“When John F Kennedy came to Ireland in 1963 I was still at school myself, I remember it,” he said.

“His Irish connections were well publicised at the time. We all thought he was a walking saint.

“Obama certainly has a strong similarity: he’s a young man, with new ideas and he has Irish connections – and thank God, they are Moneygall connections.”

The nearest the village has come before to these scenes of jubilation was for the rare and cherished victories of the Gaelic hurling team who play in red and black. They won a county junior title last weekend.

“We’re not a huge parish so every victory is well celebrated,” said Mr Ryan, many of whose pupils had also gathered in the pub for the party.

“But this is a bigger celebration. The win on Sunday was a parish victory and we had great celebrations here, but the names and faces of people for this celebration have come from all around.

“Obama’s victory puts Moneygall on the map – on the world map.”

Evidence of that was to be found with one American, Kathleen Collins, 46, a registered Republican Party member from Philadelphia now living in Ireland, who travelled to Moneygall for the results.

She had switched allegiance to Senator Obama’s camp and wanted to herald his success in his ancestral home.

“I believe it’s time for change,” she said, echoing the next President’s winning mantra.

“It’s a great day in American history. America is a diverse country and we can prove it now by having an African-American president.”

Marian Ryan, 40, a housewife who has lived in Moneygall for 12 years and one of the Obama Set Dancers, has found further evidence of the village’s new found fame.

“I was talking to a doctor from Kilkenny on the phone yesterday and when I told him I was in Moneygall, he knew that Barack Obama’s people came from here,” she said.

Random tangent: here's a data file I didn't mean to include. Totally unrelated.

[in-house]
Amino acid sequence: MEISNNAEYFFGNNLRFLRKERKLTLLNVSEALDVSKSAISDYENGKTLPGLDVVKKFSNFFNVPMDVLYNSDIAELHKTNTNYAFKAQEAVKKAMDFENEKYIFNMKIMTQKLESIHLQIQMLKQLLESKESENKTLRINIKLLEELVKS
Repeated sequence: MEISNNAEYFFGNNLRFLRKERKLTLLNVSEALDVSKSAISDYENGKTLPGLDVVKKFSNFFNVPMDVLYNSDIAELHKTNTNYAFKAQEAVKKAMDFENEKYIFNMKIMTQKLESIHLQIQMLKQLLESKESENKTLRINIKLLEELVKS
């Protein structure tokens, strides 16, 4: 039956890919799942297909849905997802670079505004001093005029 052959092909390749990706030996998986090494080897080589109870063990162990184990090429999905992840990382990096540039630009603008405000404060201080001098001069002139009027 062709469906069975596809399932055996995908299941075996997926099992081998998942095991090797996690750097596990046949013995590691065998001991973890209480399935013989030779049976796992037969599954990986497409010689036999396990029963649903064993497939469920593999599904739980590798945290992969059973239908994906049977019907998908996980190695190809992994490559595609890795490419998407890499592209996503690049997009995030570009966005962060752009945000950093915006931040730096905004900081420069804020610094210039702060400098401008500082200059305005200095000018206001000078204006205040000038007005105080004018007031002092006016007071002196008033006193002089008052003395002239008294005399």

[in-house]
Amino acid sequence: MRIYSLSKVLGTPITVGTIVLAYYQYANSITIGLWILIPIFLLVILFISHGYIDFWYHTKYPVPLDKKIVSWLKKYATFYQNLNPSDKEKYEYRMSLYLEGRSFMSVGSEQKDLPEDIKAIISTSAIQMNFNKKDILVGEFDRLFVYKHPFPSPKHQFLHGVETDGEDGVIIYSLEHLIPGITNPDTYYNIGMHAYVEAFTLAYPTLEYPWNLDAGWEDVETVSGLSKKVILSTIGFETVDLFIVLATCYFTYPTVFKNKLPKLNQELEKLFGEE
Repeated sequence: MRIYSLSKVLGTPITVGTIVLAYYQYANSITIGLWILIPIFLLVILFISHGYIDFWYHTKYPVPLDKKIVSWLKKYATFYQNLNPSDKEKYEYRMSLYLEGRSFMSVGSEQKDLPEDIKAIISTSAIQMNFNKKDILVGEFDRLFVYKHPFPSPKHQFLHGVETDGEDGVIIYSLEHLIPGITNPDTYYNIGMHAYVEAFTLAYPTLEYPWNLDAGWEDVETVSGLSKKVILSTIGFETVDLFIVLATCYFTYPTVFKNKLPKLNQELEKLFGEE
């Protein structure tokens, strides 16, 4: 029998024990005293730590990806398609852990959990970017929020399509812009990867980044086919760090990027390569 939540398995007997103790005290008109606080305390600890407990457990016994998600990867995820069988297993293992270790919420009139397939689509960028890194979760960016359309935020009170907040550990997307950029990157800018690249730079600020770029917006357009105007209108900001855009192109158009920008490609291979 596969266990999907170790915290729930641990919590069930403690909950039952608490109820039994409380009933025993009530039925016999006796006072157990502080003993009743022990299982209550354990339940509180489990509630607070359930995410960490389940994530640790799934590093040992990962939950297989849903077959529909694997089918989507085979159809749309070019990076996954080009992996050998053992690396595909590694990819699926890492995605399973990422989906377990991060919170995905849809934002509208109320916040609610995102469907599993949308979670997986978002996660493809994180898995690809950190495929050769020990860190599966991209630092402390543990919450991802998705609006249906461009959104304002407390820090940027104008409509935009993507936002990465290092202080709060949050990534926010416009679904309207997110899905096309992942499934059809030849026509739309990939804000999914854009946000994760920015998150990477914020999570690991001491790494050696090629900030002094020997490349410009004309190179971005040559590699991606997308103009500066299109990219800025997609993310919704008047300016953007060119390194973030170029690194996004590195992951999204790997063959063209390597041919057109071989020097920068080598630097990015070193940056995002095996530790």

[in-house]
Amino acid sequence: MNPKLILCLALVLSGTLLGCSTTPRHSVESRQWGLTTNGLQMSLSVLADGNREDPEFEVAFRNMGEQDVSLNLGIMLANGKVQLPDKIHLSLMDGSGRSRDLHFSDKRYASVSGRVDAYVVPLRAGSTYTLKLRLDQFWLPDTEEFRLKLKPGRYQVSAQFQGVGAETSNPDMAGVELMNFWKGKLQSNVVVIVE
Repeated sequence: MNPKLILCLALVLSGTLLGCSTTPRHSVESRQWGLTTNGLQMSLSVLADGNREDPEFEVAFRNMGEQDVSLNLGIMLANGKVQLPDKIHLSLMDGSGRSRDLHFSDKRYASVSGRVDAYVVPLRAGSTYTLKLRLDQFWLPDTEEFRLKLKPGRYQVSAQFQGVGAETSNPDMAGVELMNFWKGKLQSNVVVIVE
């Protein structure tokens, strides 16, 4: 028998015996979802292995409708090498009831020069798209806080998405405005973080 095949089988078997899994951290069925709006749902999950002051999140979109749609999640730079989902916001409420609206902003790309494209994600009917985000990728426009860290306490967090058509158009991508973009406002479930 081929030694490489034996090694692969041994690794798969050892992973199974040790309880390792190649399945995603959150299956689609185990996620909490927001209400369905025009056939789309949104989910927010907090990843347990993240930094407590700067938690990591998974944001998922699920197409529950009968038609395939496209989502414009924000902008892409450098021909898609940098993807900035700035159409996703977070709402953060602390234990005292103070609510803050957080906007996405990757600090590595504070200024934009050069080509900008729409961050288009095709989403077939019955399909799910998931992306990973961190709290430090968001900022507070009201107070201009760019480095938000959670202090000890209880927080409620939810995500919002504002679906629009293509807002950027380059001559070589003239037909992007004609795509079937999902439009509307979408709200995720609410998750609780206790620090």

“This is going to go down in history and we’re all part of that. For the first time ever I feel I’m part of the history books.”

“He’s gorgeous – very attractive,” said Anne Maher, fellow set dancer and a special needs school worker in her 40s who has lived in the village all her life.

“Everything about him, I think he appeals to everybody – young and old. Obama is part of locality now basically. We think we’re all related to him. We wish we were.”

Taoiseach Brian Cowen, also from Co Offaly, was swift to officially invite Senator Obama to Moneygall in his congratulations to him after the official result. But there is, perhaps, one man who is looking forward to it more than any other in the village.

Henry Healy (24), who keeps the accounts for a local plumber and who has traced his own family tree to the Kearney-Obama dynasty, is the acknowledged driving force of a campaign promoting the famous connection.

As he walks along the village, neighbours hoot car horns and wave to him, as he talks to visitors about this recently-uncovered heritage.

“It fantastic for our little village in the south of Offaly to be associated with the most powerful man in the world,” he said.

“You would have to go back to JFK for something like this. JFK had the charisma, the image, he was youthful, he had everything going for him, even the Irish roots, as does Barack Obama.

“It’s put Moneygall on the map. It’s put Offaly on the map. And we’re awfully proud of it too.”